Cardinals notes: Bruce Arians' six stressful years at Temple taught him to delegate, relax.
By CRAIG MORGANFS Arizona
TEMPE, Ariz. -- Arizona coach Bruce Arians was the head coach at Temple University in Philadelphia from 1983-88 and grew up in York, Pa., about 100 miles west of the city.
Arians turned on the humor when asked what it would be like to return to Philadelphia this weekend for the
Cardinals' game against the Eagles at Lincoln Financial Field.
"They finished all the roads. It's been 30 years," said Arians, 61. "They were all being built when I was there. I might not know my way around."
When asked what he took from his Temple experience, where the Cardinals will hold their walk-through on Saturday, Arians continued to crack jokes.
"Hopefully I will see some of the pictures where I had hair," he said. "Temple kids are extremely dear to me. Those six years were fabulous. Probably stayed in touch with them more than any college players I've ever coached."
Cardinals defensive coordinator Todd Bowles played for Arians from 1982-85 and was a team captain. Arians had two winning seasons (six wins in 1986 were later forfeited because the Owls' roster included an ineligible player), but he mostly remembers the stress.
"It almost killed me," he said. "I was in the hospital about seven times my last season. I was only 36 and I felt like I was about 86. Stress will do funny things to you. I had a bunch of migraines every week. Got fired, never had another one in my life.
"The one thing I learned was if I ever got a job again -- and it took a little while -- I would learn to delegate. I tried to do everything and felt that was my job. I've learned how to let other people do their jobs -- they're more than qualified -- and relax."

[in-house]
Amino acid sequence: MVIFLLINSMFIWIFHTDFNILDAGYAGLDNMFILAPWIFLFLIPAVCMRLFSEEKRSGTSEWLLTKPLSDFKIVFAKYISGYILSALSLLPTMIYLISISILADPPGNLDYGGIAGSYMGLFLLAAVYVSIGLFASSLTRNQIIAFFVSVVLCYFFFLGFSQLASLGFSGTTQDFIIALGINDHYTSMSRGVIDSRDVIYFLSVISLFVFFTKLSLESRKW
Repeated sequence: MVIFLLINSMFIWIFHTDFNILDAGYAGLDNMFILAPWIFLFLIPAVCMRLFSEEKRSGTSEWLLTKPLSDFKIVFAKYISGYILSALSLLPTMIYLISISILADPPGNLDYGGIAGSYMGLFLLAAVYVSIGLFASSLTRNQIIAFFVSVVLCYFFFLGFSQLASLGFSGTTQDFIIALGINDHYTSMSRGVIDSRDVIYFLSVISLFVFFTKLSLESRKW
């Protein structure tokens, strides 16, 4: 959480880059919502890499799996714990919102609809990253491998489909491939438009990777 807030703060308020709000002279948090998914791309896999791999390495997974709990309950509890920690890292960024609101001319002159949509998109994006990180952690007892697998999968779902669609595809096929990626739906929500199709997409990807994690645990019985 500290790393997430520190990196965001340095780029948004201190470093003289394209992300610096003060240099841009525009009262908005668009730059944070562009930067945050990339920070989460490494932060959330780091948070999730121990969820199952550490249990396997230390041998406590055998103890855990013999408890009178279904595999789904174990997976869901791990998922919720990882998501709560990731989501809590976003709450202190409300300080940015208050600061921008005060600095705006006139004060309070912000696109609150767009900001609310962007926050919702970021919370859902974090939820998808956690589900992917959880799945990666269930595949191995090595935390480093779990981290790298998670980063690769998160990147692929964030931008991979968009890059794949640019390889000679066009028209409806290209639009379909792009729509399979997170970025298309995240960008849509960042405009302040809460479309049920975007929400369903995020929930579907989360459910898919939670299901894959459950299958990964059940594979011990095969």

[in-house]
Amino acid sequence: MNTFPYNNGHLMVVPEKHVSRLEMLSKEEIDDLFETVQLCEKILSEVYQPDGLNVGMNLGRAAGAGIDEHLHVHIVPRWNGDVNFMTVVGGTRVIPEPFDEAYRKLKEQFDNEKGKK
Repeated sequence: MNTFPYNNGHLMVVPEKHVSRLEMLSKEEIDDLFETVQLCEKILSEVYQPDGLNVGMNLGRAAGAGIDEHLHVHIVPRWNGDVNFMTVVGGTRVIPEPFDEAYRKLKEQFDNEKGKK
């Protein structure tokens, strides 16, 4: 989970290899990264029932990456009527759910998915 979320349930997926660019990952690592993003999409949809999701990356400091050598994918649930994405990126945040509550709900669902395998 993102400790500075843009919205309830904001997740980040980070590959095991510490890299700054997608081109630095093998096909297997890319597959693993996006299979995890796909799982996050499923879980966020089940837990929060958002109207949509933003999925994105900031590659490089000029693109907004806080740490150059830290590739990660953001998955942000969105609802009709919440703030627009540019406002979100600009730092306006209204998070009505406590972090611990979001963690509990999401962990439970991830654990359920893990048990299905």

Cardinals quarterback Carson Palmer was named NFC Offensive Player of the Week for his performance in Sunday’s 40-11 victory over the Indianapolis Colts. This is Palmer’s third career player of the week selection and first since the 2009 season when he was with the Cincinnati Bengals.
Palmer completed 26 of 37 passes (70.3%) for 314 yards, two touchdowns, a passer rating of 114.0 and no interceptions for the second straight week. During the Cardinals current four-game winning streak, Palmer has completed 89 of 129 passes (68.9 percent) for 1,146 yards, eight TDs, two interceptions and a passer rating of 110.8. He also has multiple touchdown passes in four consecutive games, the second-longest current streak in the NFL (Russell Wilson has five) and the longest streak for a Cardinals QB since Kurt Warner in 2009.
"It's been a process, and it’s going to continue to be a process, but I think we made a lot of strides the last month or so," Palmer said. "In no way have we figured this offense out completely or mastered this offense. We have a lot of work to do."
Palmer had been undecided on whether to keep his
Movember mustache into December, but with a perfect 3-0 mark in November, he said Wednesday that he has no plan to shave for this week's game in Philadelphia on Dec. 1. He did not commit beyond that.
THE REAL MCCOY
Eagles QB Nick Foles has earned a lot of deserved praise for his play since taking over as the starter, but Arians said when he dissects the Philadelphia offense, the attention will start elsewhere.
"You don’t worry about him at the moment. You’d better take (running back) LeSean McCoy out the game first and then worry about Nick," Arians said. "It always starts with stopping the run for us and then getting to the quarterback. If we're fortunate enough to stop the run in this game, I like our chances."
McCoy leads the NFL in rushing yards with 1,009 on 213 carries (4.7 average) with just one fumble.
FITZ LIKES PHILLY
Cardinals receiver Larry Fitzgerald has a history of eye-popping numbers against the Eagles. In five career games against Philadelphia, Fitzgerald has 35 receptions for 570 yards and nine TDs.
The most memorable of those was the 2009 NFC Championship in Philadelphia in which he caught nine balls for 152 yards and three TDs.
Arians said everyone was due to practice on Wednesday, and that was the case.
Safety Yeremiah Bell (knee), receiver Michael Floyd (shoulder) and safety Rashad Johnson (ribs) were limited. QB Carson Palmer (hand) and running back Alfonso Smith (ankle) practiced in full.
Arians noted that Floyd landed on the shoulder in which he has been nursing an AC sprain against the Colts on Sunday. Arians said Floyd will likely be sore the rest of the season, but it won't keep him out of the lineup at the moment.